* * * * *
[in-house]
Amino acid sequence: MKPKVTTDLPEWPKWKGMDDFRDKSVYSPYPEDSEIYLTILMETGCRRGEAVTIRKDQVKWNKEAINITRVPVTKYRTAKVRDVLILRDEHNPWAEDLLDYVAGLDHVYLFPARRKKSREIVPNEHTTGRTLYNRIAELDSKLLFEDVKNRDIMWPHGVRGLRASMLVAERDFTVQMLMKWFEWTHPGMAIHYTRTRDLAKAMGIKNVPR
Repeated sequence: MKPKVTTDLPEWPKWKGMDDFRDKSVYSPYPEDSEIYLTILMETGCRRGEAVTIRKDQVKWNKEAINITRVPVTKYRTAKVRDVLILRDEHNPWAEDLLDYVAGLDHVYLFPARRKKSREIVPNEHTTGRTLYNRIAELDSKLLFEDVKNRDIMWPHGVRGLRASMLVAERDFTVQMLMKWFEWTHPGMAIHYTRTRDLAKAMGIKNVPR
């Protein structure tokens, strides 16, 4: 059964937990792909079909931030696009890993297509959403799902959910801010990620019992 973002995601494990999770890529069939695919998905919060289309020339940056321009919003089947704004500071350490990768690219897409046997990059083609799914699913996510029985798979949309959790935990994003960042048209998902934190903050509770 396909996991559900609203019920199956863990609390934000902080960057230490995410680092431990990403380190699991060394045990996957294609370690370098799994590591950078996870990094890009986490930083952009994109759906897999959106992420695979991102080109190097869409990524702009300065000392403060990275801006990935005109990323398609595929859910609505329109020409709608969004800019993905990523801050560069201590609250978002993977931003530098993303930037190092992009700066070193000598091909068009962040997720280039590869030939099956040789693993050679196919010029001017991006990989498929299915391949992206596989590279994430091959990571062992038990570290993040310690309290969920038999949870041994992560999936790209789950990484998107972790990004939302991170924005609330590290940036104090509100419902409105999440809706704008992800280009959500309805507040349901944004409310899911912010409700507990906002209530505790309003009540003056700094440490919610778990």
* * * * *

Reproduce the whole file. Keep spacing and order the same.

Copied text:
[in-house]
Amino acid sequence: MKPKVTTDLPEWPKWKGMDDFRDKSVYSPYPEDSEIYLTILMETGCRRGEAVTIRKDQVKWNKEAINITRVPVTKYRTAKVRDVLILRDEHNPWAEDLLDYVAGLDHVYLFPARRKKSREIVPNEHTTGRTLYNRIAELDSKLLFEDVKNRDIMWPHGVRGLRASMLVAERDFTVQMLMKWFEWTHPGMAIHYTRTRDLAKAMGIKNVPR
Repeated sequence: MKPKVTTDLPEWPKWKGMDDFRDKSVYSPYPEDSEIYLTILMETGCRRGEAVTIRKDQVKWNKEAINITRVPVTKYRTAKVRDVLILRDEHNPWAEDLLDYVAGLDHVYLFPARRKKSREIVPNEHTTGRTLYNRIAELDSKLLFEDVKNRDIMWPHGVRGLRASMLVAERDFTVQMLMKWFEWTHPGMAIHYTRTRDLAKAMGIKNVPR
């Protein structure tokens, strides 16, 4: 059964937990792909079909931030696009890993297509959403799902959910801010990620019992 973002995601494990999770890529069939695919998905919060289309020339940056321009919003089947704004500071350490990768690219897409046997990059083609799914699913996510029985798979949309959790935990994003960042048209998902934190903050509770 396909996991559900609203019920199956863990609390934000902080960057230490995410680092431990990403380190699991060394045990996957294609370690370098799994590591950078996870990094890009986490930083952009994109759906897999959106992420695979991102080109190097869409990524702009300065000392403060990275801006990935005109990323398609595929859910609505329109020409709608969004800019993905990523801050560069201590609250978002993977931003530098993303930037190092992009700066070193000598091909068009962040997720280039590869030939099956040789693993050679196919010029001017991006990989498929299915391949992206596989590279994430091959990571062992038990570290993040310690309290969920038999949870041994992560999936790209789950990484998107972790990004939302991170924005609330590290940036104090509100419902409105999440809706704008992800280009959500309805507040349901944004409310899911912010409700507990906002209530505790309003009540003056700094440490919610778990």